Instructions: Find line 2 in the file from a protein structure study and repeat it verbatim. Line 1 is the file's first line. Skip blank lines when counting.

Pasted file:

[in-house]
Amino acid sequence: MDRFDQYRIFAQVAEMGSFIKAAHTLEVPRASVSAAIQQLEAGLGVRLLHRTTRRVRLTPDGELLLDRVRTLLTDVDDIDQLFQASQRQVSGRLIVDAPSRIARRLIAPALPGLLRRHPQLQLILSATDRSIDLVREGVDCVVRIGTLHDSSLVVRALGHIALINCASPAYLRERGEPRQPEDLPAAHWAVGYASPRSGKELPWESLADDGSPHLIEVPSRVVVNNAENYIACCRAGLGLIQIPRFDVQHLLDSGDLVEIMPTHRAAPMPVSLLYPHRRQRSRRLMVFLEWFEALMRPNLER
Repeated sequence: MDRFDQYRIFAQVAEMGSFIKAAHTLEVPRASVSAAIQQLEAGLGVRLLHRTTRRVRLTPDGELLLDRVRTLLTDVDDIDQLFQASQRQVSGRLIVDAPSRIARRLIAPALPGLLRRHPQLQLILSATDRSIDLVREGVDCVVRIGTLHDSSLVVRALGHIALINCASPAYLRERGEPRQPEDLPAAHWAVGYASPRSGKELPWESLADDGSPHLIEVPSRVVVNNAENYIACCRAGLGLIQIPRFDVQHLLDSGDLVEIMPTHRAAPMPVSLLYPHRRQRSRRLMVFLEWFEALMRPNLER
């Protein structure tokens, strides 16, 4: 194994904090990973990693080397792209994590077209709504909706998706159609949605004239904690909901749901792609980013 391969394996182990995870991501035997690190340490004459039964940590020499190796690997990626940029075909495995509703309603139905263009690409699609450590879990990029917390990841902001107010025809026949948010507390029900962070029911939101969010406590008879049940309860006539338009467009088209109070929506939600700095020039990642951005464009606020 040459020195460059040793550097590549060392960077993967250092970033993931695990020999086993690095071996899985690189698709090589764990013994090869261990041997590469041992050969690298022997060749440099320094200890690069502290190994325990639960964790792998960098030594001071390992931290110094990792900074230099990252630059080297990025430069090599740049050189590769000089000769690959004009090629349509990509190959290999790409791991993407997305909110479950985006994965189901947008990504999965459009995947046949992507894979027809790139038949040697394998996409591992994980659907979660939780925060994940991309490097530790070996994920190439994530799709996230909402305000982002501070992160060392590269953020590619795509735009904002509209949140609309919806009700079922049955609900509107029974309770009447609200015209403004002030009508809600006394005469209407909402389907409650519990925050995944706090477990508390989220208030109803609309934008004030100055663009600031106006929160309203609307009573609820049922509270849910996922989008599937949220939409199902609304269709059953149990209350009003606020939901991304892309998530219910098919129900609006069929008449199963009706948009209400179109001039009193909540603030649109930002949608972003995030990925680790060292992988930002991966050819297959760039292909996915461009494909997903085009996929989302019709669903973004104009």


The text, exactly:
Amino acid sequence: MDRFDQYRIFAQVAEMGSFIKAAHTLEVPRASVSAAIQQLEAGLGVRLLHRTTRRVRLTPDGELLLDRVRTLLTDVDDIDQLFQASQRQVSGRLIVDAPSRIARRLIAPALPGLLRRHPQLQLILSATDRSIDLVREGVDCVVRIGTLHDSSLVVRALGHIALINCASPAYLRERGEPRQPEDLPAAHWAVGYASPRSGKELPWESLADDGSPHLIEVPSRVVVNNAENYIACCRAGLGLIQIPRFDVQHLLDSGDLVEIMPTHRAAPMPVSLLYPHRRQRSRRLMVFLEWFEALMRPNLER